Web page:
Blogging and social networking will change the way our societies work and how social systems are transforming. Blogging and social networking are on the forefront of eParticipation and eDemocracy. And these new forms of communication and networking break the traditional constellations of the public, the poltical sphere, the media, etc.
There are opportunities and risks, for sure. But in the light of democracy blogging certainly is a new step towards a more open society. Blogging increasingly unveils our societies' potential for creative, innovative thinking and provides a new platform for public discourse.
So the response to those sceptical about blogging should probably be: embrace it, get involved, and find your personal way and style to join in playing in the public sphere. Don't ignore it, you will miss a lot of creativity and insights if you do so.
Thursday, 17 September 2009
The World Wide Web is perhaps the greatest technology innovation the world has seen in the last few decades. It has created the largest repository of information, opened new streams of businesses, and transformed the way people communicate. The World Wide Web has helped eliminate geographical barriers and paved the way for global collaboration and integration. All done with a few clicks on our computers.
Unfortunately, a majority of the population on this planet does not have computers or connectivity to the Internet. And the chances of that changing any time soon is probably a distant dream.
The basic principle of Spoken Web lies in creating a system analogous to the World Wide Web using a technology most of us all have in common - speech. Spoken Web helps people create voice sites using a simple telephone, mobile or landline. The user gets a unique phone number which is analogous to a URL and when other users access this voice site they get to hear the content uploaded there. Interestingly, all these voice sites can be interlinked creating a massive network, which can work like the World Wide Web.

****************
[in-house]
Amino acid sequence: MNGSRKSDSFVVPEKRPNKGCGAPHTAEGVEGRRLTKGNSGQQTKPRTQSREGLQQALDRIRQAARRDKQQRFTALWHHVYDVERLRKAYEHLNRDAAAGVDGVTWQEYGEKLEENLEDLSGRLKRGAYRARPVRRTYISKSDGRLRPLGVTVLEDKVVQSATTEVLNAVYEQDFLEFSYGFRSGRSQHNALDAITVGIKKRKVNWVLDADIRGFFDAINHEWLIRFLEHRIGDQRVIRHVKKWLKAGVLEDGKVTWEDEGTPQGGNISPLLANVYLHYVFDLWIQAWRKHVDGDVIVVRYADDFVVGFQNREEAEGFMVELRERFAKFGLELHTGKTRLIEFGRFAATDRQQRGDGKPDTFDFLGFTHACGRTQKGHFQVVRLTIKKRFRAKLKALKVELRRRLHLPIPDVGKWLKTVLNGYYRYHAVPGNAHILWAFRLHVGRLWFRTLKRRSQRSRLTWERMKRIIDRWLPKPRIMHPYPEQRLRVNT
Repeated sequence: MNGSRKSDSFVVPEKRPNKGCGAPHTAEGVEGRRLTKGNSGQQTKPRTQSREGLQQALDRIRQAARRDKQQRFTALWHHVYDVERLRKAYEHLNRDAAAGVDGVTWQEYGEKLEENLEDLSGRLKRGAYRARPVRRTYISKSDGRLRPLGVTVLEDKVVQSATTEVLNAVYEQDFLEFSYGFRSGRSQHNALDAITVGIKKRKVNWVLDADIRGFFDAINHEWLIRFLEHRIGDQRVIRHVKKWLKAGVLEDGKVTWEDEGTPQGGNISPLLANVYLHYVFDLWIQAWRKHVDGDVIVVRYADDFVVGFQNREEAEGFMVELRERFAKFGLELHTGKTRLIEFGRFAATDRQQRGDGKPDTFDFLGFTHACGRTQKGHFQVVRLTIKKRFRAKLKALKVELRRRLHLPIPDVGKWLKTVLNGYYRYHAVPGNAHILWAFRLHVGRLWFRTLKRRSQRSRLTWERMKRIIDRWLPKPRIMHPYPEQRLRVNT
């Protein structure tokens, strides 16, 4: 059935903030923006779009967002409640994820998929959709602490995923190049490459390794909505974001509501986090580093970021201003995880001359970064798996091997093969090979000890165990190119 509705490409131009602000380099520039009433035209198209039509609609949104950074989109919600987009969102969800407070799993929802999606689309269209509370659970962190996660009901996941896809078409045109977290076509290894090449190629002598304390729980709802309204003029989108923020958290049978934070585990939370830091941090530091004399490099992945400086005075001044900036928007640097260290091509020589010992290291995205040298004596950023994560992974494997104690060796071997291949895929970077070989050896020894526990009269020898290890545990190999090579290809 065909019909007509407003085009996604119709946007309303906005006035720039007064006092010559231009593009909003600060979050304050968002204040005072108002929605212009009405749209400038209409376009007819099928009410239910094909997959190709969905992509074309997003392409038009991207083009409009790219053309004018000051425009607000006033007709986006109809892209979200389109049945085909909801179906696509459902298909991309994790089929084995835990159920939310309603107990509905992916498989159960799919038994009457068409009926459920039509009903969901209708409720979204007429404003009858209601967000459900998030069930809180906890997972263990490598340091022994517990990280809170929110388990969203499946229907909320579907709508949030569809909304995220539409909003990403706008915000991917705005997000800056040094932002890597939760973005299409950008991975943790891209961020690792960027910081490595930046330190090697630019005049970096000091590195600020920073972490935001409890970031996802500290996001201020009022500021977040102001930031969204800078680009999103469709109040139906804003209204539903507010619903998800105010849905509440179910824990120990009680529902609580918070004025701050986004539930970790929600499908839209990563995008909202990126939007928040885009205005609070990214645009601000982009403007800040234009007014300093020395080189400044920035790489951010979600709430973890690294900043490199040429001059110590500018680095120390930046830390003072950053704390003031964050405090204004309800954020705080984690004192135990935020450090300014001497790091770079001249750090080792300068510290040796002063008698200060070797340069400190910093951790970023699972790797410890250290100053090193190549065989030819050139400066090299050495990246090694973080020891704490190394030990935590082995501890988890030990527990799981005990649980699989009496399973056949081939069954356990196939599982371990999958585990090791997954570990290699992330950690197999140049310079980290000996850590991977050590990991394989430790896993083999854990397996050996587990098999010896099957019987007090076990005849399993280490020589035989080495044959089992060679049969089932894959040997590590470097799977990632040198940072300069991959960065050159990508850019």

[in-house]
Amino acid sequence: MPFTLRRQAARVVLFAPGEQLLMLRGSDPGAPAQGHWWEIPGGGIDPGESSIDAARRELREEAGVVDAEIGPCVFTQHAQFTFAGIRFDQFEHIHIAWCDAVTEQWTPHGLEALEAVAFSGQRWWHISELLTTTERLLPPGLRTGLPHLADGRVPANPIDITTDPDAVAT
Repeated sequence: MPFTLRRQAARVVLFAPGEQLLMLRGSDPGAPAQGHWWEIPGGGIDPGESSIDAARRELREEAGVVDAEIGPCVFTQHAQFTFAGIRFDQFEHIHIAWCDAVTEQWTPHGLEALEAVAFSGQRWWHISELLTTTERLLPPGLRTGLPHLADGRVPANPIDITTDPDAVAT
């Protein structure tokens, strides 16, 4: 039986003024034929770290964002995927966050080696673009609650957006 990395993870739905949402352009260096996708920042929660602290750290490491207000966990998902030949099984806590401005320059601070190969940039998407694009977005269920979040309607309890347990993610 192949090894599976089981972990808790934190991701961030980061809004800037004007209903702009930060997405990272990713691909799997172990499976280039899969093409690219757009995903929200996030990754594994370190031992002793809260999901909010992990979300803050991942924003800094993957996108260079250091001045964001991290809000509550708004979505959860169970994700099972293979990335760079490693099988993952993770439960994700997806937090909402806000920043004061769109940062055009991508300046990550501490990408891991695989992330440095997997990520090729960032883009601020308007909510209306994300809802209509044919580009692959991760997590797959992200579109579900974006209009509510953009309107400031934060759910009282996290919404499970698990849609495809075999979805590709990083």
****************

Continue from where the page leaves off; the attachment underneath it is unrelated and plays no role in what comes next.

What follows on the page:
Sounds very exciting to me. I could imagine collaboration platforms and social networking platforms emerge in such a spoken web. And in combination with speech recognition and speech synthesis technologies this could even be interlinked with platforms like Twitter. And it might be a further way of overcoming digital divide.
See the website of the IBM India Research Lab for the full article on this project.
Wednesday, 16 September 2009
European Parliament approves second term for EC chief BarrosoEuropean Commission President Jose Barroso won a second term in office in a European Parliament vote on September 16 2009, although Greens and the socialist bloc held to their opposition to him.
Of the 736 members of the European Parliament, 718 were present for the vote; 382 voted in favour, 219 against and there were 117 abstentions. [...]
Read the full article on the Sofia Echo website.
Friday, 11 September 2009
IBM wirft MS Office raus
von Axel Postinett
IBM verschärft den Kampf um die Büroarbeitsplätze der Zukunft und geht dabei den Konkurrenten Microsoft an: Die Mitarbeiter des US-Computerkonzerns müssen auf die hauseigene Bürolösung umsteigen. Die Propagandisten von freier Software hoffen auf eine Signalwirkung.
Read the full article online at the Handelsblatt website.
Monday, 7 September 2009
So again, being back from vacation I found, in my in-box, several mails from colleagues pointing me at the recent Dilbert cartoons on standardisation. Please take a look how Dilbert sees the world of standards ... and, as always, there is more than a glimpse of truth in Dilbert:
- cartoon of Aug 31
- cartoon of Sep 1
- cartoon of Sep 2
Have fun ...
PS: I hope you all had a great summer, too, with nice and inspiring vacations.